There are 2 tugs leading; Anglian Sovereign and Fairmount Expedition. Carlo Magno appears to be bringing up the rear, showing Offshore Falmouth as a destination.
Kelvin
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Captain Ted
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« Reply #22 on: August 26, 2012, 03:22:38 pm »

Kasco

very easy

to load a vessel,, special a container ship according to regulation, containers would hve to be opened and inspected before loading,,try that with 2000 of them for a big ship !!!
In other words it,s a cost matter,, and hoping that shippers load the container as per regs. Unfortunately a lot of them take short cuts and declare wrong or less weights. It is a big concern. I remember when I loaded a 2500 TEU ship in 2006 in R-dam,,the draft survey showed that the weight of the containers (cargo) was 800 mt off the decalred !!!
Option,,discharge and re-weight,,,,result: new capt comes if done so !!
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NOW!!!,,,if we could get rid of the sailors,,how safe shipping would be !!!!!!!!
B.Clark
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« Reply #23 on: August 26, 2012, 04:30:34 pm »

Carlo Magno has been in and out of Falmouth a couple of times whilst this incident has been playing out (unfortunately my photo's have been taken from the wrong side of the jetty and are not upto the site's standard for uploading)
« Last Edit: August 26, 2012, 04:32:51 pm by B.Clark » Report to moderator   Logged
Fred Vloo
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« Reply #24 on: August 26, 2012, 11:21:42 pm »

Does anyone know why Carlo Magno, Anglian Earl and Fairmount Expedition are heading south-west again?
After inspection today, it also seems that she is carrying a large amount of Nitromethane.


Cheers Fred
« Last Edit: August 26, 2012, 11:34:07 pm by Fred Vloo » Report to moderator   Logged
Fred Vloo
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« Reply #25 on: August 27, 2012, 12:14:31 am »

Does anyone know why Carlo Magno, Anglian Earl and Fairmount Expedition are heading south-west again?
After inspection today, it also seems that she is carrying a large amount of Nitromethane.

Update: It seems they are riding out a storm.


Cheers Fred
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Kelvin Davies
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« Reply #26 on: August 27, 2012, 04:22:40 am »

It seems they all turned back at 18:00 and this morning are still headed south west.
And they could be heading for a new problem.
On a converging course is Odyssey Explorer, towing a cable.
At the moment, they are about 10 miles apart.
Kelvin
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brimar
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« Reply #27 on: August 27, 2012, 10:28:12 am »

   
Fred.

All daily details of whats happening with the 'MSC Flaminia' Salvage Operation are available on 'MARITIME BULLETIN'

      Has the story got into the Dutch Press/Media? . .as very little has appeared on the Uk Media as yet,especially down here in the SW Region which borders the English Channel which of course we all still have bad memories of the 'MSC Napoli'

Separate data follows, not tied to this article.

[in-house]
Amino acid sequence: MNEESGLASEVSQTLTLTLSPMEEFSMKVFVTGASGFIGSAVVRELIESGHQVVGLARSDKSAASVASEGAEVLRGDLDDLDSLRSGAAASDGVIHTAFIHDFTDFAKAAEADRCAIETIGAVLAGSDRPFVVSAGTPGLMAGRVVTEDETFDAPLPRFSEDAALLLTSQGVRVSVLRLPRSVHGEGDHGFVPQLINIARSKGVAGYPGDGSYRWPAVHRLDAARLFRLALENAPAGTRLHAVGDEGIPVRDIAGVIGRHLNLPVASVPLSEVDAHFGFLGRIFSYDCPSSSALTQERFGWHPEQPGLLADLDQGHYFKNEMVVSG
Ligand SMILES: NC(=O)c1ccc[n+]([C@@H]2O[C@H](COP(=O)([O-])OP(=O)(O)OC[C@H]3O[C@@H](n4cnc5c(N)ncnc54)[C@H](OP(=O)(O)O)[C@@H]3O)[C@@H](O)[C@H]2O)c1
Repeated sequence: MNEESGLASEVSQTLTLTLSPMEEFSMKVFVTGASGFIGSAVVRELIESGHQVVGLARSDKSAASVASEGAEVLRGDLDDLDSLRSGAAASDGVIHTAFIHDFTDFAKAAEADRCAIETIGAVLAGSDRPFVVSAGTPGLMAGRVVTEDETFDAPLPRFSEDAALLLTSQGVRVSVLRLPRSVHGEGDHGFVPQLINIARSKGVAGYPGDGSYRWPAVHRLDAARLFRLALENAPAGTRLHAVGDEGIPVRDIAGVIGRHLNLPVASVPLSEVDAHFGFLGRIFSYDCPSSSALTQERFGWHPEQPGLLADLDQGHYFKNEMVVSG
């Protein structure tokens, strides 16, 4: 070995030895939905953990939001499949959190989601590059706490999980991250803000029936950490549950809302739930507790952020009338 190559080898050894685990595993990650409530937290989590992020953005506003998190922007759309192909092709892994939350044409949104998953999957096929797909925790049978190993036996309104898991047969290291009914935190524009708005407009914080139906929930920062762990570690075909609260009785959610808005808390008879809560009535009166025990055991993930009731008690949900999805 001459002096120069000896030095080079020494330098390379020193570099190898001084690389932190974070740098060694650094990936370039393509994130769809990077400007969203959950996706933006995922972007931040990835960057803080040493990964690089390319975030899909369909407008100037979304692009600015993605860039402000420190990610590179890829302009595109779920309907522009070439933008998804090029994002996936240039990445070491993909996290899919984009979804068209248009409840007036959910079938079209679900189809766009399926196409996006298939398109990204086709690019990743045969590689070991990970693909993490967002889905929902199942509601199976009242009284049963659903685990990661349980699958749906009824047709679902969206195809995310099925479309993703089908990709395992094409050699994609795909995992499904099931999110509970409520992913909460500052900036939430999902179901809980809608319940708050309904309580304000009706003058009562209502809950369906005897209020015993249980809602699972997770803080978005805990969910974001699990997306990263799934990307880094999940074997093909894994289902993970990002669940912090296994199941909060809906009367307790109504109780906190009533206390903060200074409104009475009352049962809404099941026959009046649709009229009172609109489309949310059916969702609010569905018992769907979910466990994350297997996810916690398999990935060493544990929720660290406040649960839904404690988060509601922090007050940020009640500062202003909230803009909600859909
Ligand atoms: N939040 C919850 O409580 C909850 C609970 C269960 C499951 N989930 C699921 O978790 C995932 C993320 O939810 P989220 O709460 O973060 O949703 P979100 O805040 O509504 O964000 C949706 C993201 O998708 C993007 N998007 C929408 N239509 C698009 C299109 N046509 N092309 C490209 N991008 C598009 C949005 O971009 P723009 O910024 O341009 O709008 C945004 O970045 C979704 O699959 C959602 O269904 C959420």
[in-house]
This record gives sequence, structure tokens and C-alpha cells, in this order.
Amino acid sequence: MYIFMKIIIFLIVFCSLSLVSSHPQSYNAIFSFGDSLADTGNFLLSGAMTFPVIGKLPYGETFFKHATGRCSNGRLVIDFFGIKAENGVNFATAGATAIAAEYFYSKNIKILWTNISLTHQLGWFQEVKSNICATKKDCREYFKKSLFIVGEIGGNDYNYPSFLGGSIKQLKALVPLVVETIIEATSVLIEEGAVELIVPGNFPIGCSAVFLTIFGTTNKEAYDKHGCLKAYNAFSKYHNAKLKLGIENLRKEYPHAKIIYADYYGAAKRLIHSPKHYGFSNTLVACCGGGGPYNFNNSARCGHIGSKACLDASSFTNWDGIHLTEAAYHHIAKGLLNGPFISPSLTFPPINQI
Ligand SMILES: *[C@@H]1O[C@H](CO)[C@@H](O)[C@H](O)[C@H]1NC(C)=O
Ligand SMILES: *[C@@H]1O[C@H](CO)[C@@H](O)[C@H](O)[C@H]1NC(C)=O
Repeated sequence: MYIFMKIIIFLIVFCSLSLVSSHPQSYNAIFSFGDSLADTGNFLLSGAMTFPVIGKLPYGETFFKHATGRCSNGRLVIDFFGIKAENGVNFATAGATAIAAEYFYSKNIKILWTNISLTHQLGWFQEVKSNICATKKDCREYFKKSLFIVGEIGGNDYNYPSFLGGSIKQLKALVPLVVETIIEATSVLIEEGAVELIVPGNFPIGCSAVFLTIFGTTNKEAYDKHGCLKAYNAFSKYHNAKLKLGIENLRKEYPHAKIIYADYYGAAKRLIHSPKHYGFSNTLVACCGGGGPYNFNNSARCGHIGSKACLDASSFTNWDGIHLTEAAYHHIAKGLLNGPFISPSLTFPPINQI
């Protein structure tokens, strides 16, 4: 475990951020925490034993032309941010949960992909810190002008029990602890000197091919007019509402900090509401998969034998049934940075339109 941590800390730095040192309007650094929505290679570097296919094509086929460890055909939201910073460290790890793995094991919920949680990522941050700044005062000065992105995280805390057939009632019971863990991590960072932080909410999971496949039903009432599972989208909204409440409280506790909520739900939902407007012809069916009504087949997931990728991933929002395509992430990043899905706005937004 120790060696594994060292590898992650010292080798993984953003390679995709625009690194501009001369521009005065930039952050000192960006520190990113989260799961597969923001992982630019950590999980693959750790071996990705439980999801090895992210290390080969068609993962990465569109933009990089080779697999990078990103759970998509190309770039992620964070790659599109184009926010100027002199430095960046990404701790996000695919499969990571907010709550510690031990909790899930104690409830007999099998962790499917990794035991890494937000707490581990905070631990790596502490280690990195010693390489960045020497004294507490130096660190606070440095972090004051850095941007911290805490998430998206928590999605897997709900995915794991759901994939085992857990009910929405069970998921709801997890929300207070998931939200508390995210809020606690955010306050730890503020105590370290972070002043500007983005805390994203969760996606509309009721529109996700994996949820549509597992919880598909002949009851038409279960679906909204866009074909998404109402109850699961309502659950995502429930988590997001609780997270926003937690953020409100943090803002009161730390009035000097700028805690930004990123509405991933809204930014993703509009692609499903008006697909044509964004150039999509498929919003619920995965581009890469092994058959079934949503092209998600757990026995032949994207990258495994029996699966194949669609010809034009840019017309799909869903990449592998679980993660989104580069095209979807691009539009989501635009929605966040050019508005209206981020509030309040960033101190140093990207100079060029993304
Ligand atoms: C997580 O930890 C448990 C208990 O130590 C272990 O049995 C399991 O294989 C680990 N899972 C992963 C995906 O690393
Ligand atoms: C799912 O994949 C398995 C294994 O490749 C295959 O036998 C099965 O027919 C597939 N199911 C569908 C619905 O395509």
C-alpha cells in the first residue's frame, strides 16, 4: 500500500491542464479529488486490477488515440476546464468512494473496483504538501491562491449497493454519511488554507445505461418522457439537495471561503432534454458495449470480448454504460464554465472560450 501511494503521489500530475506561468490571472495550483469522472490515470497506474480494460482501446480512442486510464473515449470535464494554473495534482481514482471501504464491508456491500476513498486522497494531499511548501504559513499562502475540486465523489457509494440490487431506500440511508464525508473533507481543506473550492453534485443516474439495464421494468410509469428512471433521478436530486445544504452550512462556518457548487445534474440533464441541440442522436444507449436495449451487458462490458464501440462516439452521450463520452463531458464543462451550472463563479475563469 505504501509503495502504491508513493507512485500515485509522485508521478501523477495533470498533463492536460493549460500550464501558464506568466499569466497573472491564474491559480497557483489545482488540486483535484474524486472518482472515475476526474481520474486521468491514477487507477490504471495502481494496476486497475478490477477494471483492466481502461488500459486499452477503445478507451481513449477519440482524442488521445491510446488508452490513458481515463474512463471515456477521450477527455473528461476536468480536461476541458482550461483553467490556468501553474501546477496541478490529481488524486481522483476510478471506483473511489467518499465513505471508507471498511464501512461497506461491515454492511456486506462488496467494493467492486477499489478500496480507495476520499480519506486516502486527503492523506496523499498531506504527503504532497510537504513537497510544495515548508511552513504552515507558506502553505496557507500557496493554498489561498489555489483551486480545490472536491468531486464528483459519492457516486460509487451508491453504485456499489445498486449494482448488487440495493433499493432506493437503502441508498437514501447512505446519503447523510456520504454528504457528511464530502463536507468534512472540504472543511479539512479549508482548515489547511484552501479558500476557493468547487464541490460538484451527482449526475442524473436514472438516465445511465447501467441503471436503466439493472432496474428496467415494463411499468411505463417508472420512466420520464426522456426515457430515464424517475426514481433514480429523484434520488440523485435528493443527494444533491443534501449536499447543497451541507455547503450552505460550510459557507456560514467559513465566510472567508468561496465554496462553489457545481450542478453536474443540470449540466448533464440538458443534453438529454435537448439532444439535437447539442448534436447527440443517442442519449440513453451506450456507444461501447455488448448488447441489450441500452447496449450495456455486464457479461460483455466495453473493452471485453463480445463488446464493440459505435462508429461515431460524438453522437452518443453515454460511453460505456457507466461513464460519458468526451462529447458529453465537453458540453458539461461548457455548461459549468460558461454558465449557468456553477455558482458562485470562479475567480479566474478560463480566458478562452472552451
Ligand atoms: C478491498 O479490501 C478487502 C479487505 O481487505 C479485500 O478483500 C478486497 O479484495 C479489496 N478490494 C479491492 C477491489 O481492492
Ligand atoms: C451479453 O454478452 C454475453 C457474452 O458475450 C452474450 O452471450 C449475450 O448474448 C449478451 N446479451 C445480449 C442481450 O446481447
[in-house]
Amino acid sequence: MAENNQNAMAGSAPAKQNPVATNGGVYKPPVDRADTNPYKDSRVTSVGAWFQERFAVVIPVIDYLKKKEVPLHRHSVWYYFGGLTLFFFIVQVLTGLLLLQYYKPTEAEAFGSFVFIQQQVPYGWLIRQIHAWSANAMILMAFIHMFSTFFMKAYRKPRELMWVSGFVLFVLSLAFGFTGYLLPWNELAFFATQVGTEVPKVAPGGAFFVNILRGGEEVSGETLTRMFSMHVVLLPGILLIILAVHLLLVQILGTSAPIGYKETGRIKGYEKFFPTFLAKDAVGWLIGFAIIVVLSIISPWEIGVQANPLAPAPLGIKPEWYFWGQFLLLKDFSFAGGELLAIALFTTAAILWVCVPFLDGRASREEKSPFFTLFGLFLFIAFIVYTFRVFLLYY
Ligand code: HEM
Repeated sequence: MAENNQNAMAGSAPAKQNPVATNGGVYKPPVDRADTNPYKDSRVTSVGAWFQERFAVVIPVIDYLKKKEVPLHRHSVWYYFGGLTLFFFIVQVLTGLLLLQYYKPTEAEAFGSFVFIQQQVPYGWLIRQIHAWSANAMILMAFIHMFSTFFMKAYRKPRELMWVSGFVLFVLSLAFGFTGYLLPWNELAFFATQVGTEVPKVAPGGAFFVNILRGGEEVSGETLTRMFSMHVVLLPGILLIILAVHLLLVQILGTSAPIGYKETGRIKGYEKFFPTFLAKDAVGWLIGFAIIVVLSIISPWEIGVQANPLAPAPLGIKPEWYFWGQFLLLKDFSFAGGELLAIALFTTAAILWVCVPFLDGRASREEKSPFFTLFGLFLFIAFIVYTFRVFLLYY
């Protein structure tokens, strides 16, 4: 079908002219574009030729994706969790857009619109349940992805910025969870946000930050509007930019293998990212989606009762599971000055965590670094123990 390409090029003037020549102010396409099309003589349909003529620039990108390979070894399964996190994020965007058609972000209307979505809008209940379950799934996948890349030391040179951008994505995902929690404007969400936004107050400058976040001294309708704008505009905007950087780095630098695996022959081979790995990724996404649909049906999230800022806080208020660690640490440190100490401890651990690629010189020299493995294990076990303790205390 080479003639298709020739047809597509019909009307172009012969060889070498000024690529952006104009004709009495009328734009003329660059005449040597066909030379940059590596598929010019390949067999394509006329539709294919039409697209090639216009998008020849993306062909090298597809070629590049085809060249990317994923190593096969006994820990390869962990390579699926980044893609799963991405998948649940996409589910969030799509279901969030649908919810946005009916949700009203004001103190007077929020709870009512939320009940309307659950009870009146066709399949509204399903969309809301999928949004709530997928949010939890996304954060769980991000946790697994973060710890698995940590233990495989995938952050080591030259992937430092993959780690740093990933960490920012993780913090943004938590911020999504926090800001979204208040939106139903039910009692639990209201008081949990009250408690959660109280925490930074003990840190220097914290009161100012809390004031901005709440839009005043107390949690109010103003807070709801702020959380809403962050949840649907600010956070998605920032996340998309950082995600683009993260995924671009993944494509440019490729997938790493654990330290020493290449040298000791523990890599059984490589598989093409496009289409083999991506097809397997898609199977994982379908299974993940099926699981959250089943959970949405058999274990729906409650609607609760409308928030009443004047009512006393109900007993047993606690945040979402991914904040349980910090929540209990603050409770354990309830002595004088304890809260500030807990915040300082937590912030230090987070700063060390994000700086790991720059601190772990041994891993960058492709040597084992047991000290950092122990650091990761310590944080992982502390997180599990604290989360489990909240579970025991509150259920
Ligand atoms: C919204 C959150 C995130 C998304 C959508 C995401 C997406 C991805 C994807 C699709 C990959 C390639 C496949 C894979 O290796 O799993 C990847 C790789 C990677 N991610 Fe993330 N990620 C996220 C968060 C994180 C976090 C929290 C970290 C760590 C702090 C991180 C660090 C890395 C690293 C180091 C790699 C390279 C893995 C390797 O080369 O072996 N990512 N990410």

Cheer Brian
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Kelvin Davies
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« Reply #28 on: August 27, 2012, 12:01:13 pm »

Hmm,
I used to be a regular reader of the Maritime Bulletin but since reading the MSC Flaminia pages today, I am a little troubled.
At one point, the author claims there is no fire near to the superstructure. The photos in the same report show differently, with fire damage reaching one row of containers before the superstructure.
The same article at one point refers to fatalities among the crew and throughout the July updates tells why the crew were right to abandon the ship. Then, on August 15th, he states as a "fact" that the crew abandoned the vessel without any visible real danger to them or the vessel.
The article in various places demands to know why the vessel is meandering around in circles in the Atlantic. Closer examination of the article show however, that the German authorities want to put a team of specialists on board the vessel to make an inspection/evaluation and mentions that they were delayed because of bad weather (August 25th).
A check on the weather in that area shows there are 20 to 27 knot southerly winds blowing at the moment. I am not a mariner but I am also not sure I would want to try to drag a disabled vessel the size of this one on to what, at Falmouth, would amount to a lee shore.
I think the reports are rather prone to histrionics and seem more focussed on the fate of the cargo on board, rather than the ship or the crew.
Kelvin
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Tuomas Romu
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« Reply #29 on: August 27, 2012, 12:59:33 pm »

As I have pointed out in my previous messages, to me the coverage at Maritime Bulletin seems to be rather biased and the author hell-bent to find some kind of conspiracy or cover-up operation.

If I understood correctly, the crew abandoned the ship after trying to extinguish the fire by themselves. In my opinion, a fire that the crew can not put out by themselves is a good enough reason abandon ship, especially when four persons have already been injured and the ship was carrying two passengers.